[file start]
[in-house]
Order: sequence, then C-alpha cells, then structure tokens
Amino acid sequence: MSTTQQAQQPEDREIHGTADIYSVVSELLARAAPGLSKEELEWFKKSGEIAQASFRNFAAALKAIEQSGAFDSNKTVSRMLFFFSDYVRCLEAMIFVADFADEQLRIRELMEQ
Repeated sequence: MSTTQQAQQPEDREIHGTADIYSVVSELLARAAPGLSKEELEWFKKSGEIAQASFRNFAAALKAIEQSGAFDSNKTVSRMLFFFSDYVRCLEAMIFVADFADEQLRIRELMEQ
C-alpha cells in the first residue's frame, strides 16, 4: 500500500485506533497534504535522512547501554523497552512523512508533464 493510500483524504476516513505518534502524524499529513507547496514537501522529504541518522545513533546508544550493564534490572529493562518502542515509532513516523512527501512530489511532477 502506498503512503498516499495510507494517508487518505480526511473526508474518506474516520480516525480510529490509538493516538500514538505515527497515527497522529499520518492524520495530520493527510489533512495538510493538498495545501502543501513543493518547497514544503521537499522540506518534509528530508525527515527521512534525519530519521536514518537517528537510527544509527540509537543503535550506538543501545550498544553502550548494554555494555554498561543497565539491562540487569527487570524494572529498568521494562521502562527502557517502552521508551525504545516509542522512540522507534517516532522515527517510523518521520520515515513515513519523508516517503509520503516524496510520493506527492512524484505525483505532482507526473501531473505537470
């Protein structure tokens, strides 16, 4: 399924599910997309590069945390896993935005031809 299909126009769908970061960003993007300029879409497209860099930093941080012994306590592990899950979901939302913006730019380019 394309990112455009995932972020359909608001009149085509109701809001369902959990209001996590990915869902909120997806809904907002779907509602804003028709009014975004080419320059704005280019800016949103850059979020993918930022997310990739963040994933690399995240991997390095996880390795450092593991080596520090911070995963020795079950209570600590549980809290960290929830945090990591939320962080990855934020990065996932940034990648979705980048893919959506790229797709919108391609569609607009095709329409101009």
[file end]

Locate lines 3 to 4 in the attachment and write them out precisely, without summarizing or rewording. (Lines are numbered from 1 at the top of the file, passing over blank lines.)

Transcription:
Amino acid sequence: MSTTQQAQQPEDREIHGTADIYSVVSELLARAAPGLSKEELEWFKKSGEIAQASFRNFAAALKAIEQSGAFDSNKTVSRMLFFFSDYVRCLEAMIFVADFADEQLRIRELMEQ
Repeated sequence: MSTTQQAQQPEDREIHGTADIYSVVSELLARAAPGLSKEELEWFKKSGEIAQASFRNFAAALKAIEQSGAFDSNKTVSRMLFFFSDYVRCLEAMIFVADFADEQLRIRELMEQ